School Of Our Lorde

Workshops and Online Learning

Summers Past

School of Our Lorde is an extension of the below-mentioned Summer of Our Lorde study series, that provides transformative community based learning based on unprecedented research into Audre Lorde’s approach to Poetics, Pedagogy, Politics and Publishing.

School of Our Lorde

School of Our Lorde: Poetics, Pedagogy, Politics and Publishing

The School of Our Lorde is comprised of 4 units of Thursday evening sessions that allow participants to deeply engage and build on the work of Audre Lorde as transmitted through the committed (obsessive) research of Alexis Pauline Gumbs on the poetics, teaching practices, political implications and publishing interventions of Audre Lorde’s work (and to enjoy delicious local desserts together) on Thursday evenings.  Participants will also get coursepacks with some exclusive and unpublished materials on/by Lorde.  Participants can choose to participate in one 3 week semester or the entire 4 month process. No one who completes an application and can attend will be turned away.  Engaging, interactive poetic childcare will be provided at every session with amazing activities imagined with and implemented by Beth Bruch!!!!

February-

Poetics: Audre Lorde is best known as a warrior poet.  In February, School of Our Lorde participants will get a change to deeply engage Lorde’s poetry (with the benefit of Lex’s archival research on her revisions) and write their own poetry.  We will meet over dessert on Thursday February 4th, 11th and 18th (Audre’s b-day!!!!) and the poets will perform their own new or transformed work at a community reading on Saturday February 20th.

Apply for the poetics course here:  School of Our Lorde Poetics Application (pdf version)

School of Our Lorde Poetics Application

email applications to brokenbeautifulpress@gmail.com or drop them off at the Inspiration Station (email for directions)

March-

Pedagogy: Not everyone knows that Audre Lorde was breaking down the masters house by being a master teacher and librarian.  Do you teach students armed and ready to text message? Well Audre Lorde taught John Jay College of Criminal Justice students who wore loaded guns to class as part of their uniform!!!  Participants in this session will get to see Audre Lorde’s syllabi, and course evaluations, practice their own interpretations of her teaching methods and transform the meaning of education.  Participants also get to help design and facilitate the Audre Lorde Survival School.  We will meet over dessert on Thursday March 4, 11, and 18th.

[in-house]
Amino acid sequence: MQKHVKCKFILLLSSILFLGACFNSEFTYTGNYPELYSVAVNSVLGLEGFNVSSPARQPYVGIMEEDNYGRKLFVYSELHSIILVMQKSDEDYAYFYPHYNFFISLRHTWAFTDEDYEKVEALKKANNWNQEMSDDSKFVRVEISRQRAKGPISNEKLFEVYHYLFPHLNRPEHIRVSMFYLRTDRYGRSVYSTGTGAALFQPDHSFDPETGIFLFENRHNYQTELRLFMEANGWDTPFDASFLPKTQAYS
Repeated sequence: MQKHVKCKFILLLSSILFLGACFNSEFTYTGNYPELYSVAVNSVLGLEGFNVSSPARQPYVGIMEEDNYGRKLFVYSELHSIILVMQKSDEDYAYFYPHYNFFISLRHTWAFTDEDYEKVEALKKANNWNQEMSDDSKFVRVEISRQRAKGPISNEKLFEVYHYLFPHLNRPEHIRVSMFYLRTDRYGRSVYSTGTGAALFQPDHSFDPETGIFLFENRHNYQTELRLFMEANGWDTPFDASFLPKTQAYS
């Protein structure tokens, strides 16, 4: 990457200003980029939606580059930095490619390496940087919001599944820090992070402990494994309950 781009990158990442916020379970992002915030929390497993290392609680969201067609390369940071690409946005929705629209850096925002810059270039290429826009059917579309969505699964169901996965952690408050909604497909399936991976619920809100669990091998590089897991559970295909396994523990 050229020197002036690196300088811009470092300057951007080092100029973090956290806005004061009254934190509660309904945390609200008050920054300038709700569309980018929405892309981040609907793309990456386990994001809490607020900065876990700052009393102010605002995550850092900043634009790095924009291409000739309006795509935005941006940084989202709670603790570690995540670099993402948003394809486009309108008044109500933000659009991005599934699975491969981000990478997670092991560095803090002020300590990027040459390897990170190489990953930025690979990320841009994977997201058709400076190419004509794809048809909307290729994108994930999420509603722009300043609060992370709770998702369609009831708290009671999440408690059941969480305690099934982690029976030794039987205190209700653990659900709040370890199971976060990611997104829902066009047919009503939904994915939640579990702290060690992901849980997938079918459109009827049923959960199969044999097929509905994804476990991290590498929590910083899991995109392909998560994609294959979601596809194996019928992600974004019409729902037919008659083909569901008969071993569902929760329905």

Apply for the pedagogy course here:School of Our Lorde Pedagogy Application (pdf version)

School of Our Lorde Pedagogy Application (doc version)

email applications to brokenbeautifulpress@gmail.com or drop them off at the Inspiration Station (email for directions)

April- (Note! In April we will meet on Wednesdays! 4/14  4/21 and 4/28)


Politics: With a strong emphasis on Lordeian Economics (that’s right!) this unit will allow participants to examine the creative power of difference in practice in community.  Participants will learn about Lorde’s diasporic politics of solidarity, and her critical perspective on Black feminist socialist organizing in 1980’s.  Participants will witness and process the impact of the Safe in Our Streets Durham events of April 16th  created by SpiritHouse and the Durham Harm Free Zone and design action plans.

Apply for the politics course here:  School of Our Lorde Politics Application (pdf version)

School of Our Lorde Politics Application (doc version)

email applications to brokenbeautifulpress@gmail.com or drop them off at the Inspiration Station (email for directions)

May (Note! In May we will meet on Wednesdays 5/5, 5/12 and 5/19)

Publishing:

Audre Lorde also learned a lot from struggles with homophobia and gender oppression in the Black Arts Publishing movement and racism in the Feminist publishing movements.  She was instrumental in creating Kitchen Table: Women of Color Press and Winds of Change Press in St. Croix.  This course will allow participants to learn from Audre Lorde’s lessons and to experiment with the contemporary modes of publication practiced by BrokenBeautiful Press, including anarchist self-publishing, podcasting, online pdf publishing, diy fashion and video blogging! We will meet on Thursday May 6th, 13th and 20th.

Apply for the School of Our Lorde Publishing Course here: School of Our Lorde Publishing Application (pdf version)

doc version:  School of Our Lorde Publishing Application

email applications to brokenbeautifulpress@gmail.com or drop them off at the Inspiration Station (email for directions)

Believe in intergenerational Black Feminist community education and want all sorts of great ancestral blessings and kisses?  Donate dessert or name a sliding scale scholarship ($150-200 for a particular unit or $400-500 for the whole curriculum) after someone you love!  Email brokenbeautifulpress@gmail.com to make it happen!

Summer of Lorde was a study program committed to love and transformation sponsored by…

BrokenBeautiful Press:

BrokenBeautiful Press is based on the basic assumption that love, knowledge and inspiration are renewable resources for revolution that we produce together everyday. Use this site to make love as community, creativity, interaction, knowledge and growth. We are dedicated to the visibility of love as something that we are always making (and therefore which is neither scarce nor for sale). We invite you to acknowledge the ways that you are making love happen all of the time. Please check back often for tools to use in your community and email brokenbeautifulpress@gmail.com to submit resources that you have developed and would like to share with the world.